Tyler Perry is "exhausted" by racism.
The 50-year-old actor, writer, and director has admitted he is tired of the "hate and division" currently present across the world, and says following the recent death of unarmed black man George Floyd - who was killed when a police officer knelt on his neck for almost nine minutes - and the Black Lives Matter protests that have followed, he can't stand seeing similar scenes play out "with nothing changing".
In an essay penned for People magazine, he wrote: "When I was asked to write this essay, I initially said no, and that is so strange for me because I'm a man of faith, and I believe greatly in hope. It was simply because I'm exhausted. I'm exhausted from all the hate and the division, the vitriol that I see online from one to another. I'm exhausted from seeing these kinds of senseless murders play out over and over again with nothing changing in our society."
Tyler spoke about the discrimination he has felt at the hands of police, including a time in which officers seemingly accused him of stealing his own car.
He added: "From as far back as I can remember, growing up in New Orleans, which in the '70s and '80s had one of the most corrupt police departments in the country, it brought back memories of walking to high school being stopped and frisked or later walking to work in the French Quarter and being made to lie facedown on the ground while they searched me for no reason at all.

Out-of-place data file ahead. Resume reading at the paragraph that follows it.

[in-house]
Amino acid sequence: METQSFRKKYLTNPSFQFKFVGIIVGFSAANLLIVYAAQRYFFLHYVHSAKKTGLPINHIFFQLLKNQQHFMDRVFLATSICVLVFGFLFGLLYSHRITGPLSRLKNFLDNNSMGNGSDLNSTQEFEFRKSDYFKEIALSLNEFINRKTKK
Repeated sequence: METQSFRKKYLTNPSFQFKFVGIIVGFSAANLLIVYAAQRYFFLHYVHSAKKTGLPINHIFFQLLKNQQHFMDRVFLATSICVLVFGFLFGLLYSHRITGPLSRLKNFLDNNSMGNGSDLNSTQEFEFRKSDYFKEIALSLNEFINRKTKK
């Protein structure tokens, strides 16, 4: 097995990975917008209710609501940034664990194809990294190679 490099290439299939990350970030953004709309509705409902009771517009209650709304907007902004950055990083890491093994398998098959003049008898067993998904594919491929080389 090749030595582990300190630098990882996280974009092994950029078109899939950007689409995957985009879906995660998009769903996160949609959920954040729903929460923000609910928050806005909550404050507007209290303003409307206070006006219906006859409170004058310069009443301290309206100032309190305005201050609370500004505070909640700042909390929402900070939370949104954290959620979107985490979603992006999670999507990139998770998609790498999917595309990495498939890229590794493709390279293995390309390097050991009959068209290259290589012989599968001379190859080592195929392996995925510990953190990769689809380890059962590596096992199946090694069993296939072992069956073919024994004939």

"Or all the times I had to keep my hands on the hood of a hot police car in the middle of the Louisiana heat, almost burning them, while I was searched simply because I was black in a white neighbourhood.
"It brought back the pain of 2012 when I was leaving my studio preparing for a visit from the sitting President at the time, Barack Obama, when I was pulled over by two white officers in a situation that quickly could have gotten out of hand. I could have been a hashtag simply because I was driving a nice car."
And the 'A Madea Family Funeral' star says he's dreading having to explain racism to his five-year-old son, as he knows the conversation will be "heartbreaking".
He wrote: "I know that as his father, a black man in America, it is my duty to prepare him for the harsh reality that awaits him outside of the watchful eyes of his loving parents. It will be a hard, heartbreaking conversation, but one that I must have and will have soon.
"I will explain to him that because we are only 12 to 14 per cent of the population, this fight will continue to be a long and arduous one, but I will tell him with pride to never give up. I will tell him that progress is made in small steps, and even if you get exhausted to fight on, because there are always signs of daybreak before the morning comes ... It is my hope that we continue these hard conversations out of respective corners to talk to each other but most of all to hear each other so that this mourning in America will give way to morning in America."
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